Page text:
A hypothesis chapter must be included in any dissertation, to give a structure and direction to the research that is to follow. A hypothesis is an educated guess about the outcome of a research experiment made before the experiment is carried out. The hypothesis chapter is the section of the dissertation in which the hypothesis is stated and explained. The hypothesis chapter can be a part of the overall methodology section of the dissertation, or it can be a chapter unto itself, between the literature review and the methodology sections.
In order to form a hypothesis to describe in the hypothesis chapter, the student must review the literature. Reviewing the literature will give the student an idea of what is already known about the field and about the specific topic the student is researching. When the student sees the outcomes of similar studies on related topics, he or she will be able to formulate a hypothesis that can be the cornerstone of the hypothesis chapter and indeed of the dissertation itself.
It is not necessary that the hypothesis be stated in the hypothesis chapter, as long as it is an educated guess and is backed up by the research in the student's literature review. The hypothesis chapter will state the most likely outcome based on what is already known. If the hypothesis is disproved by the research, it is not necessary to go back and rewrite the hypothesis chapter. Having the hypothesis proven wrong is not a sign of failure. On the contrary, the research will be more intriguing when the hypothesis chapter is disproved, since the expected outcome did not take place.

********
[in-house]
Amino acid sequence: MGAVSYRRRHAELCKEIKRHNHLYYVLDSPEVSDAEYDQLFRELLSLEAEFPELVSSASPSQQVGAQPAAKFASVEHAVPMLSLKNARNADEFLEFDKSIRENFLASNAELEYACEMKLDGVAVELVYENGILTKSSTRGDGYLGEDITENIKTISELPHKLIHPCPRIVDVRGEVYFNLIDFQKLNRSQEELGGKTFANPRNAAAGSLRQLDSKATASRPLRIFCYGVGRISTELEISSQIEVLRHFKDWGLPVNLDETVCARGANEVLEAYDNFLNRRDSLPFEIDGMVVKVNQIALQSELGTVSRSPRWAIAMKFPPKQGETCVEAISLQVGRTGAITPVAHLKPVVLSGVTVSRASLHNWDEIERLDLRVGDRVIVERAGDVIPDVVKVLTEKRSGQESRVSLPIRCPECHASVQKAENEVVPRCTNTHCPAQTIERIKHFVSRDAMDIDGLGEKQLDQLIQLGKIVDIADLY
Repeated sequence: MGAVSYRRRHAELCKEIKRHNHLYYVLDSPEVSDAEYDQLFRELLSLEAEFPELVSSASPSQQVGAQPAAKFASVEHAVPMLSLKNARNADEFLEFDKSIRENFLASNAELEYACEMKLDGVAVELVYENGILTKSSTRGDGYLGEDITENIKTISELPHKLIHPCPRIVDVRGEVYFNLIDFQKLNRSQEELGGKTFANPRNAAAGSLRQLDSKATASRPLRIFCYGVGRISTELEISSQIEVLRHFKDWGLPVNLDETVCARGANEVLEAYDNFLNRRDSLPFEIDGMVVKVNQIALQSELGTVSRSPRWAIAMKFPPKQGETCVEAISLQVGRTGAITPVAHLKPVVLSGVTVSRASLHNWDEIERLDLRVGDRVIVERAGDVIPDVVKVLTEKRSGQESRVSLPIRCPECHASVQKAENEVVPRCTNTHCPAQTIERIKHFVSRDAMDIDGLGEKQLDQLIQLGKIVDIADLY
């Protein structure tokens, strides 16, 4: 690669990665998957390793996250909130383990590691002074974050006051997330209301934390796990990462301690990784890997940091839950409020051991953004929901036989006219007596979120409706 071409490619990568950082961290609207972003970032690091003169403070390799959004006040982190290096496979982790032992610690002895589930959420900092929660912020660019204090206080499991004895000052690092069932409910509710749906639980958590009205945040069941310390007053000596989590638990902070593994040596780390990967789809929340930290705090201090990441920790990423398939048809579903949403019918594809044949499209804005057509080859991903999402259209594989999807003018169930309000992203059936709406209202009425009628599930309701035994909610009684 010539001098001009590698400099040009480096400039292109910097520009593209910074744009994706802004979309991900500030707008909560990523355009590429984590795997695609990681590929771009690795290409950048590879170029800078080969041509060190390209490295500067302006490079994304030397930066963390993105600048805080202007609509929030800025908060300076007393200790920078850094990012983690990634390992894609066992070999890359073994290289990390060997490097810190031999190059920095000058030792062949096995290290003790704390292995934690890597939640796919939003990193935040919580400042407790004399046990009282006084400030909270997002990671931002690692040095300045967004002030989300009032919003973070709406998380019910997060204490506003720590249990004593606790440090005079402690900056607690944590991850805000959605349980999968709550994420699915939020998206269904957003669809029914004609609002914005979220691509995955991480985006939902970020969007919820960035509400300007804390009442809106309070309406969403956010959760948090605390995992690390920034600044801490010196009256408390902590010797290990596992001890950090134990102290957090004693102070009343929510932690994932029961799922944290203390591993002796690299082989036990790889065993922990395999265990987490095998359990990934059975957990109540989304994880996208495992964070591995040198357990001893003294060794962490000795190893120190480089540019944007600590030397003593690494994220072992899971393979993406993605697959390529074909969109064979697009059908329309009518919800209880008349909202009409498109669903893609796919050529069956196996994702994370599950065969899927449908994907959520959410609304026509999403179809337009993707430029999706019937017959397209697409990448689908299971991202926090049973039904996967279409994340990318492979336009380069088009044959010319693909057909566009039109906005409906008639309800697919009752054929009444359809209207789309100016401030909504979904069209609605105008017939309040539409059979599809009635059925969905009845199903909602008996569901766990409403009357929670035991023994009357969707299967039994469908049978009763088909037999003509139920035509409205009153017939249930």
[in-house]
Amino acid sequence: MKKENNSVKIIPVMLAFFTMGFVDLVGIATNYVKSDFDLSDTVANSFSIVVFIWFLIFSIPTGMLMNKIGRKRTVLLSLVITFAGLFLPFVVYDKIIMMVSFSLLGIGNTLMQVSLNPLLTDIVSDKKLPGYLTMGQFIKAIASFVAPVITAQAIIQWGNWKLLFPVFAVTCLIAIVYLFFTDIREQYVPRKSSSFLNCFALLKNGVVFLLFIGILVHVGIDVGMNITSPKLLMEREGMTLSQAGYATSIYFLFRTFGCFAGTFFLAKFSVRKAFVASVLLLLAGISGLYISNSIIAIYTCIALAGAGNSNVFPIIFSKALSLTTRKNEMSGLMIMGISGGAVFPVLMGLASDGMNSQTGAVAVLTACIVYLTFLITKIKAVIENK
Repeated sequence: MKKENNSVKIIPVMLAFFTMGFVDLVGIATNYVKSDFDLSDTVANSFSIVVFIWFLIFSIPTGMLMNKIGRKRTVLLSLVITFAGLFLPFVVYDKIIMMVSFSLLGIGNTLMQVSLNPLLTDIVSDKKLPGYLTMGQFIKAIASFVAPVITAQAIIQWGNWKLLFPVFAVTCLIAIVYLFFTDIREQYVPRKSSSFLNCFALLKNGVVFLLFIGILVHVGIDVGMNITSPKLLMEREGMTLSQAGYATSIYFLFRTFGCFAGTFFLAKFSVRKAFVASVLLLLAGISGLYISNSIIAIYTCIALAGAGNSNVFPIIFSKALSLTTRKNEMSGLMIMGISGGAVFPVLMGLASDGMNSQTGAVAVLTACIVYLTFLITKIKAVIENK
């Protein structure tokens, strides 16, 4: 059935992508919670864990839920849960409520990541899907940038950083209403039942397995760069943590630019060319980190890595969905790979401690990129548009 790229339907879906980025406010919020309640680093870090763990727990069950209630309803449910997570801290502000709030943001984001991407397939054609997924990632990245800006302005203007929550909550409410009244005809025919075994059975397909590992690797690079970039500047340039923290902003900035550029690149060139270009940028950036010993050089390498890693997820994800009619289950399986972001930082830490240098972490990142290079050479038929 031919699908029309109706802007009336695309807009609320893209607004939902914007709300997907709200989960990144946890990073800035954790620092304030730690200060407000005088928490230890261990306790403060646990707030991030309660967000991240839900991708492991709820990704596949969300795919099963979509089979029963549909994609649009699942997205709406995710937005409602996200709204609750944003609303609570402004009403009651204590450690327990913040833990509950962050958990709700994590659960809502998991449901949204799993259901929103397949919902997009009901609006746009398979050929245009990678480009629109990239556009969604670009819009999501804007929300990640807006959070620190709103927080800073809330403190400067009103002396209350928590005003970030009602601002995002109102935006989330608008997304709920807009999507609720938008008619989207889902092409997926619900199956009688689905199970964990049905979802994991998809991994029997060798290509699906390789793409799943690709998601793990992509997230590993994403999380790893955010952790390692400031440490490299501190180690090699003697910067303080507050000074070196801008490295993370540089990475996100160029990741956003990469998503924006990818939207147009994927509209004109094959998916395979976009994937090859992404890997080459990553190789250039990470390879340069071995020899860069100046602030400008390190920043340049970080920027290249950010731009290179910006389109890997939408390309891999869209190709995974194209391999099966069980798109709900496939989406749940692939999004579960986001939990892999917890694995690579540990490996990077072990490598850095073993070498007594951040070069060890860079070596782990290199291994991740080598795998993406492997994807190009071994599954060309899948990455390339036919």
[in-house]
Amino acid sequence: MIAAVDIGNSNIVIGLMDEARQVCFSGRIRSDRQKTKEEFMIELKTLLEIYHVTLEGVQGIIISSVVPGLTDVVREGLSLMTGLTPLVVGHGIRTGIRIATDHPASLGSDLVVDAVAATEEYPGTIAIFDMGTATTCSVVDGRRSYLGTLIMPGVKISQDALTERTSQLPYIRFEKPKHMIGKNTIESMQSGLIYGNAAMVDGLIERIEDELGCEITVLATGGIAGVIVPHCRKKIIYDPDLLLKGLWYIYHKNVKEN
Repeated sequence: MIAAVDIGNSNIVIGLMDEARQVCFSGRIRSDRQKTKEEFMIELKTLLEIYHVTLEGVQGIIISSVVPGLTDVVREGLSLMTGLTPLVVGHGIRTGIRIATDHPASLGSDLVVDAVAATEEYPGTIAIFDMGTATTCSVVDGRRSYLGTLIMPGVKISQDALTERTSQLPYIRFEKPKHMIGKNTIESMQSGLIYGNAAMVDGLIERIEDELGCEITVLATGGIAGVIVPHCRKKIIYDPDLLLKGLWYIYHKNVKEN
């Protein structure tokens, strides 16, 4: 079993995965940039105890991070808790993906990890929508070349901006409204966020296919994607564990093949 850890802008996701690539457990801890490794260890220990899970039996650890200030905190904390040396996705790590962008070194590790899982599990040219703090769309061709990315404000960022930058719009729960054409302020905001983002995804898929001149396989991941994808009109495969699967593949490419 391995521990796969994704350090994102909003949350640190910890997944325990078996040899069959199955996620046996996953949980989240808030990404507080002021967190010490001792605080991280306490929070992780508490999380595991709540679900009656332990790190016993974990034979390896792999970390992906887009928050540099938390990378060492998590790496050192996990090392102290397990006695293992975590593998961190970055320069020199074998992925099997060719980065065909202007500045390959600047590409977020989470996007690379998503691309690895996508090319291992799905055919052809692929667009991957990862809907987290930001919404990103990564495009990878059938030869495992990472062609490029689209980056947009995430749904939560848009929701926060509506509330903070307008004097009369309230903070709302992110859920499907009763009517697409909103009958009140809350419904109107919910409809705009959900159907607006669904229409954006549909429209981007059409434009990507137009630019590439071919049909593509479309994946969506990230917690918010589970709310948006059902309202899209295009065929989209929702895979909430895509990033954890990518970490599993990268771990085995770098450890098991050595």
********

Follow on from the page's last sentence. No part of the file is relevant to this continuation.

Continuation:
There may be some confusion over the term "hypothesis chapter." Many people expect the hypothesis to be stated in the methodology chapter, the chapter in which the research methods are described. This is indeed the chapter which contains the hypothesis, so it is fair to call it the hypothesis chapter, but it is often referred to as a methodology chapter, since it also describes the research process that has been undertaken as well.